• Dot Com Bust – Many regional funds that had institutional capital went out of business after the dot com bust as they didn’t have strong enough returns to raise another fund. A whole generation of funds were wiped out and it’s 7+ years to build a new fund that gets to the point that fits the institutional capital model.

As expected, the answer to having more local institutional capital is to have more successful startups with solid exits that generate returns for first-time funds so that they can then raise another fund with institutional capital. It’s a multi-stage process that requires a decade or more to see results. The best thing we can do as a community is to help produce more successful startups.

What else? What are some other reasons for a lack of local institutional capital?

Rating the Atlanta Startup Scene

Two years ago I put together a few thoughts on the Atlanta startup scene and gave ratings for each of the major components. Well, it’s time for an update. We’ve made good progress in a few areas and moved backwards in others.

Here’s my rating of the Atlanta startup scene:

  • Office Space (A)
    Unlike several years ago, there are a number of great options for startups to find their first office and even grow to 20 or 30 employees. Post 30 employees, there aren’t any turnkey office options and thus the growth stage startups are sprinkled all over the different submarkets.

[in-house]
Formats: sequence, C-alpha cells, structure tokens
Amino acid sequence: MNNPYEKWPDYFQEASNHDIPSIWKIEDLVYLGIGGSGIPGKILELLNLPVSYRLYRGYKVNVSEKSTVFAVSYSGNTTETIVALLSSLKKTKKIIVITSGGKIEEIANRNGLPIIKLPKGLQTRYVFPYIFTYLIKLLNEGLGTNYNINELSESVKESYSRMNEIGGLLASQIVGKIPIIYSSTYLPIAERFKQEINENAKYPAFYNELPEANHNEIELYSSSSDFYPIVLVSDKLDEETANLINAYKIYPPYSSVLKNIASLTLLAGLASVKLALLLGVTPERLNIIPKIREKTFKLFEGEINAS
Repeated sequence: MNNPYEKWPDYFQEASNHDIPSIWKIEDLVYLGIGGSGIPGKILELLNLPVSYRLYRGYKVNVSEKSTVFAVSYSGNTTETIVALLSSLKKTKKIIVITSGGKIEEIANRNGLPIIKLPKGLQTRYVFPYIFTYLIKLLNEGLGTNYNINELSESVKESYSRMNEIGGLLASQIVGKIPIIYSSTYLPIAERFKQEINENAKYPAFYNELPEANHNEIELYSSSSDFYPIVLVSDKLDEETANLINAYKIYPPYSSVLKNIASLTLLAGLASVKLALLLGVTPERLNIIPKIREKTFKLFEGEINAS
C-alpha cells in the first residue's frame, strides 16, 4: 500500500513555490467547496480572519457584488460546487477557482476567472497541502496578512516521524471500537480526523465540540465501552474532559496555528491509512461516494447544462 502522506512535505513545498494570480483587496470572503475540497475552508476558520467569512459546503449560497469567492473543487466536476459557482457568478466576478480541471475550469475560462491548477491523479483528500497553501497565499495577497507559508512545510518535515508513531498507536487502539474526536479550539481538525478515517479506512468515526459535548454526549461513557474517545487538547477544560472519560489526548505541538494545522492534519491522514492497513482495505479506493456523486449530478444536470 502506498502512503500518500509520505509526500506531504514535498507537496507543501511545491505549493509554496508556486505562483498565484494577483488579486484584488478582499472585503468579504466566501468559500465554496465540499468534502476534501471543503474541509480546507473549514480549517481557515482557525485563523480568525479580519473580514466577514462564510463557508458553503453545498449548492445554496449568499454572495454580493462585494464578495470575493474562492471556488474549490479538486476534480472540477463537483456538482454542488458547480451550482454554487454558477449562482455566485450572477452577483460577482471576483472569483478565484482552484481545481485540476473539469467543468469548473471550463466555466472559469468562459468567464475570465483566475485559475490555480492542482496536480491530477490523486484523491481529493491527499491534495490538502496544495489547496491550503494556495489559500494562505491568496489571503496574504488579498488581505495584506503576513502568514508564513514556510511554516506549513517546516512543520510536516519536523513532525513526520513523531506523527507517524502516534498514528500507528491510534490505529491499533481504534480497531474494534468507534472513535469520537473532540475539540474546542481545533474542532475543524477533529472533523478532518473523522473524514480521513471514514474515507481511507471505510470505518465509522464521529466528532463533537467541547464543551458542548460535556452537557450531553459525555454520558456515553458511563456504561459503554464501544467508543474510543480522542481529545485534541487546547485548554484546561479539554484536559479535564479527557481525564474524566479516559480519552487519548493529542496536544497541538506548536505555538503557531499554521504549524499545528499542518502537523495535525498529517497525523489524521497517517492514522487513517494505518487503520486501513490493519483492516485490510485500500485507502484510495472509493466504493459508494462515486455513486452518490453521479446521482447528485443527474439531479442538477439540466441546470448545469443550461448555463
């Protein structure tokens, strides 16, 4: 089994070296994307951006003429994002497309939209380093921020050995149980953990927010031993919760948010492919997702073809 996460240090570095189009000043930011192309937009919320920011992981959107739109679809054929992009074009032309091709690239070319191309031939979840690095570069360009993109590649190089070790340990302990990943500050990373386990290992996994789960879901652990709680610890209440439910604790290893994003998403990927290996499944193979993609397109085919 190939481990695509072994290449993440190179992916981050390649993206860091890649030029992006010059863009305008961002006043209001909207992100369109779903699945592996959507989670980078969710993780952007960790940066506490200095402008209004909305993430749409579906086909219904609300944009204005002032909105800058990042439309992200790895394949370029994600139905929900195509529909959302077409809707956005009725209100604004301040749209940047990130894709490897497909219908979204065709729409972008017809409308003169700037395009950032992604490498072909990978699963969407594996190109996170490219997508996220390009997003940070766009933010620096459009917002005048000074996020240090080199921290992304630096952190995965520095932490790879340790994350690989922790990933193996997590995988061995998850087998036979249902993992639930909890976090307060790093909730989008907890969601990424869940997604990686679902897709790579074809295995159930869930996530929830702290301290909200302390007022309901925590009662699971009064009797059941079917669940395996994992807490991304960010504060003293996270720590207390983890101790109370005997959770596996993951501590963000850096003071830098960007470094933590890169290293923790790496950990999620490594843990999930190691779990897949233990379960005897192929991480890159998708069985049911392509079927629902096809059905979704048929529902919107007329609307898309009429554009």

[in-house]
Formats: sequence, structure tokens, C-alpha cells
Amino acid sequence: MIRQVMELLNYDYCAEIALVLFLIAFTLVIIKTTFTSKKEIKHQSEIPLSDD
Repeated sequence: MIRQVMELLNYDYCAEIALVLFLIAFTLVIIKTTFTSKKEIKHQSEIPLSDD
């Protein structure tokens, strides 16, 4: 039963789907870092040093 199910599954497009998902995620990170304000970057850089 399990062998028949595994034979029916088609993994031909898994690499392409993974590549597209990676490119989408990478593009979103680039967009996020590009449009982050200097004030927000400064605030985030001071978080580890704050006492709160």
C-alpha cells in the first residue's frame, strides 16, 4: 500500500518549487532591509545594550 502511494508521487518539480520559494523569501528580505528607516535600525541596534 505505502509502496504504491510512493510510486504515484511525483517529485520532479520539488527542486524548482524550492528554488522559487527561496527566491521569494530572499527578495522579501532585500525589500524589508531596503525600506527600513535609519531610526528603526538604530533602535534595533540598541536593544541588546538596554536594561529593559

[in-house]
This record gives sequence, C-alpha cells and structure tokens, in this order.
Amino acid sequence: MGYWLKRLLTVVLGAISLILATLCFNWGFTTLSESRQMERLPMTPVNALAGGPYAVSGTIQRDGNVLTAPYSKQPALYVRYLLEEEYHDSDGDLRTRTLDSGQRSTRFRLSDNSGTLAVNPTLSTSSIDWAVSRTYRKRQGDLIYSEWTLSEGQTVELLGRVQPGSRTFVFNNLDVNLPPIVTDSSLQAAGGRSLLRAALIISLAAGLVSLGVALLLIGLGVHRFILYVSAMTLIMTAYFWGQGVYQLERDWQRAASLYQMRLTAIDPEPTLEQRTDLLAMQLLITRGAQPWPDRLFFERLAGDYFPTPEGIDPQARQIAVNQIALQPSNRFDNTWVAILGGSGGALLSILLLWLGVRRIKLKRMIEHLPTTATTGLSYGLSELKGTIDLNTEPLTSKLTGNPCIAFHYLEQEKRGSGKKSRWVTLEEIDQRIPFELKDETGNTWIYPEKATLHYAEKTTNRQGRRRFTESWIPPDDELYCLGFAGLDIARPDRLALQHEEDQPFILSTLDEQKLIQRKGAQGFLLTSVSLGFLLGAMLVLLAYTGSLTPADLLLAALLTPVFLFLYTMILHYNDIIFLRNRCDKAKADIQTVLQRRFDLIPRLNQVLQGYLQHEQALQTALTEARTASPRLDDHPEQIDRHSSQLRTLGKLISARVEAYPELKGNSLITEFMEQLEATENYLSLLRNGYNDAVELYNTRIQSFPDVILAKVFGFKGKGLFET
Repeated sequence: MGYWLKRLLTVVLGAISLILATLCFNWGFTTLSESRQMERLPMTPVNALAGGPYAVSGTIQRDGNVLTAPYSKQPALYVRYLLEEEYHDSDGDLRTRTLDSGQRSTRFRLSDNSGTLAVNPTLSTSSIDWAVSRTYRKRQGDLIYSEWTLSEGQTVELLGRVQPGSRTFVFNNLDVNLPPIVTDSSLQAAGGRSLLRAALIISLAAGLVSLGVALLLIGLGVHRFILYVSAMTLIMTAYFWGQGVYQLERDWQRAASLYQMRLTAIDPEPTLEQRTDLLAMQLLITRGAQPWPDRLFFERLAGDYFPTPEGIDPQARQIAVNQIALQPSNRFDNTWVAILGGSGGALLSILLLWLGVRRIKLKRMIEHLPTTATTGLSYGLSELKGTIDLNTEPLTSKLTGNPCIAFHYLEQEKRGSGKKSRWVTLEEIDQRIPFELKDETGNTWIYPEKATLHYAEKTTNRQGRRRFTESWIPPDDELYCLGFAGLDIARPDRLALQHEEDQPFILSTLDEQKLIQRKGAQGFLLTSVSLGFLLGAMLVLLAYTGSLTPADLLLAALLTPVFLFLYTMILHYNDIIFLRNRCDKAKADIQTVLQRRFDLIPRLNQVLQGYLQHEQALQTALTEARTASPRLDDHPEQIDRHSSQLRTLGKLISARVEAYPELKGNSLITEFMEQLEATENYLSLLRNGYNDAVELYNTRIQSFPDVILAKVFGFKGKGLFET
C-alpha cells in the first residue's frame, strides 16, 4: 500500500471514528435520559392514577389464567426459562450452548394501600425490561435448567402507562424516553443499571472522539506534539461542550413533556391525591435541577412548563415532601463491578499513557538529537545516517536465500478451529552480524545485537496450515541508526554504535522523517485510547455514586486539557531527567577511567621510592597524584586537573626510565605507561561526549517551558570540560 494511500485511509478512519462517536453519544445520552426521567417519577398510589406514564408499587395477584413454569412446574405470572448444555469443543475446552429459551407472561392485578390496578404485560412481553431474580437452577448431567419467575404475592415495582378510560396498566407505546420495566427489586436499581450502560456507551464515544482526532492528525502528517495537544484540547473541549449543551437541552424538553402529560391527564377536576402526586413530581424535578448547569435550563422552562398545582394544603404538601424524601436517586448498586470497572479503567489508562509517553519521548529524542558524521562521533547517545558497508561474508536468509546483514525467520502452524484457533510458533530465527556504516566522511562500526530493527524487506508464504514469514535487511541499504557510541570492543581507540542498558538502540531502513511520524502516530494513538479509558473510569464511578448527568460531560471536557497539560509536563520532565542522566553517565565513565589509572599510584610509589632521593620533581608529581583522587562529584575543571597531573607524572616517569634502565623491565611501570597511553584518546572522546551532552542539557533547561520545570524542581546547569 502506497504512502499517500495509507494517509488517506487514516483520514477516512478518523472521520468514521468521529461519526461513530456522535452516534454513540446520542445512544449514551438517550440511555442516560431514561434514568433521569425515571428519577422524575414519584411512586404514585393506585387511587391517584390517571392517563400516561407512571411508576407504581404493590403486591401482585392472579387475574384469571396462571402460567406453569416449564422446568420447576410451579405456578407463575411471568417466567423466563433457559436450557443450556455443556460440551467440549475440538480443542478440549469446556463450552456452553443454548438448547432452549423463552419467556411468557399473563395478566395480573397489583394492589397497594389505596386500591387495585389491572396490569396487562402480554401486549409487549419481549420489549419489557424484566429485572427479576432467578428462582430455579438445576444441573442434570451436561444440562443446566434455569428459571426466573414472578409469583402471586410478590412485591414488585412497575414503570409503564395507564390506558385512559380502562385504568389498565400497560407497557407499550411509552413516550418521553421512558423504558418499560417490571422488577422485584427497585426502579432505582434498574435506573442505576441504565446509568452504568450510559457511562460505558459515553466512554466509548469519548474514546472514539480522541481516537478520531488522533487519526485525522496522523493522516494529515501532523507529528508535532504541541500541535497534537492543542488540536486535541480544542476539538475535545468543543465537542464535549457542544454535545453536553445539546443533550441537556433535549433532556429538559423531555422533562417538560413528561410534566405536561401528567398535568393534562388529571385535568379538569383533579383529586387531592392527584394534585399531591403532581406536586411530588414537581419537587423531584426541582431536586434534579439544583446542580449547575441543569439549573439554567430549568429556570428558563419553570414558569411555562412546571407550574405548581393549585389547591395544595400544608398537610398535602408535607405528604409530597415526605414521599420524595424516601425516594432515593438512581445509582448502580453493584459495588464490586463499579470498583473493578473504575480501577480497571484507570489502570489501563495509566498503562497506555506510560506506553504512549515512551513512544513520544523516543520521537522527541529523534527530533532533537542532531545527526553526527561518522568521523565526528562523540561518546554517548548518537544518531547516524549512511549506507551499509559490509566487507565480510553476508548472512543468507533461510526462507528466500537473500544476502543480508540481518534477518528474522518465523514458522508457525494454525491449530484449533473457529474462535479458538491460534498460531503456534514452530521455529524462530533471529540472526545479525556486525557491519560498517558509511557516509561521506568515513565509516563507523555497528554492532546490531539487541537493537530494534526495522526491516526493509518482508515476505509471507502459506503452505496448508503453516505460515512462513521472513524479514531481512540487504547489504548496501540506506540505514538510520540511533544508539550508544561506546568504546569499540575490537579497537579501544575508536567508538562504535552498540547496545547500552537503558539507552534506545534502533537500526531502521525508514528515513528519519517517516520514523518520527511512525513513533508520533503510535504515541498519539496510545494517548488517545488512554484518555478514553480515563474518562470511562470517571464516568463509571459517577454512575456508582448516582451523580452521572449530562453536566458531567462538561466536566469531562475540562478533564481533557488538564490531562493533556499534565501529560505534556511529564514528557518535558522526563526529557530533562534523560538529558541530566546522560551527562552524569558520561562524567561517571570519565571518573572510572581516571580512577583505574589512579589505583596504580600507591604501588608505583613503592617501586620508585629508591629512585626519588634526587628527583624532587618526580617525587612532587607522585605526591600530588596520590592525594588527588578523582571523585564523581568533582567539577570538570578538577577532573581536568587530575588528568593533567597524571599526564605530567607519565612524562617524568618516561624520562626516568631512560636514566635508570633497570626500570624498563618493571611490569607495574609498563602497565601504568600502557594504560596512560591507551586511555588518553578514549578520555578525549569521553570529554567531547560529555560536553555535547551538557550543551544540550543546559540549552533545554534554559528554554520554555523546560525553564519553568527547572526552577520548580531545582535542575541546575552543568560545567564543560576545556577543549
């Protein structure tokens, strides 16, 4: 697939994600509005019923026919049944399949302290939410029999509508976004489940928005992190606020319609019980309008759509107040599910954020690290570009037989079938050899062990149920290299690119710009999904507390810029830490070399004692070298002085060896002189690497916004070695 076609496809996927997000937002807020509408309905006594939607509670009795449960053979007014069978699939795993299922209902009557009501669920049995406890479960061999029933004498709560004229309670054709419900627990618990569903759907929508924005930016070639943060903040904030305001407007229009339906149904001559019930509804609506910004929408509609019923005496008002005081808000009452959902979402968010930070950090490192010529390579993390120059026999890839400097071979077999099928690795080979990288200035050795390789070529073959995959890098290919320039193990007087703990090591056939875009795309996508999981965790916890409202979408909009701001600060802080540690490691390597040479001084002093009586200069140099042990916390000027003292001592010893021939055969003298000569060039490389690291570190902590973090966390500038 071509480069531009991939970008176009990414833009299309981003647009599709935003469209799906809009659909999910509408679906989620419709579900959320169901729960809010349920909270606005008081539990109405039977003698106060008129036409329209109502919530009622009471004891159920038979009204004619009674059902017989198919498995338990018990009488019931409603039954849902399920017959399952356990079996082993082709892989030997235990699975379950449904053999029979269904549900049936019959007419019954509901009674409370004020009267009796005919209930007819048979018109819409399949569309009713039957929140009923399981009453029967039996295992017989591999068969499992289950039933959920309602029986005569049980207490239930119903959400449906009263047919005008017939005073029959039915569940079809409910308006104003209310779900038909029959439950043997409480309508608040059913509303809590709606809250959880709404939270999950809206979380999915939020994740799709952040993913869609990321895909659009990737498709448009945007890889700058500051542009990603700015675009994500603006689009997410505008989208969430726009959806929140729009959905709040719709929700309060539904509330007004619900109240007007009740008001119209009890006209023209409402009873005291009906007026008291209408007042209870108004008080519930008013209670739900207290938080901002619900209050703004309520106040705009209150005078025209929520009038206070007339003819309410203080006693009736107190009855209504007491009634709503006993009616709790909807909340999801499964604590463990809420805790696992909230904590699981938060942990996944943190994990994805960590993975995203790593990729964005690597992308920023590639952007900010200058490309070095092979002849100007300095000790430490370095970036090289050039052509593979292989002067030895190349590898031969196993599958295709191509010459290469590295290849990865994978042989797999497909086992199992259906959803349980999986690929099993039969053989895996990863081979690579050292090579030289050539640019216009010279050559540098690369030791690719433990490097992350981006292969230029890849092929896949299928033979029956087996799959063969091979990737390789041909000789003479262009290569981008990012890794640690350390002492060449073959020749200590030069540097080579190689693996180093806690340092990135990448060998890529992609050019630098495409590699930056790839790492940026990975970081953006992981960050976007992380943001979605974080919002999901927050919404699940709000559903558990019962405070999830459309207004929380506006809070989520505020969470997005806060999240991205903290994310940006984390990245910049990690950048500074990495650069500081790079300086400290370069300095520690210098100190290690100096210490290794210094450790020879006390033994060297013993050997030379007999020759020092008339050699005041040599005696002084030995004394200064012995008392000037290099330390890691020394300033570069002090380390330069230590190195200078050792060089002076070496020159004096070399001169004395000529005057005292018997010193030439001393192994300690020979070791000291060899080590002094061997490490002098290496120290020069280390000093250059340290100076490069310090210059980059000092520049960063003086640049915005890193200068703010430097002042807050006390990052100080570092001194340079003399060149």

• Community (A-)
    Combined with the office space function, there are a number of great startup communities in Atlanta with different focuses like B2B SaaS, consumer apps, etc. One area that needs more attention is scale ups, and that’ll develop with time as more startups reach the growth stage.
  • Exits (C-)
    Things have been really quiet on the exit front for a while. With Cisco’s acquisition of Lancope for $452M and SecureWorks going public earlier this year there’s some minimal activity, but generally things have been much too quiet to be a healthy ecosystem.
  • Angel Capital (C)
    A steady number of angel investors write checks with most of the money coming from the usual sources (local non-tech professionals) and a small handful of successful tech entrepreneurs continue to write invest in 2-3 deals per year.
  • Institutional Capital (C-)
    Deals continue to get done (usually two Series A rounds per quarter and one Series B or later per quarter) and 95% of the institutional capital is from out of state. In the grand scheme, it’s a tiny number of deals but there’s a continual flow of activity.

Overall, I’d give the community a B with a quality foundation and significant room to grow and improve. As a community, the most important thing is to increase the number of startup success stories. Results matter.

What else? How would you rating the different components of the Atlanta startup scene?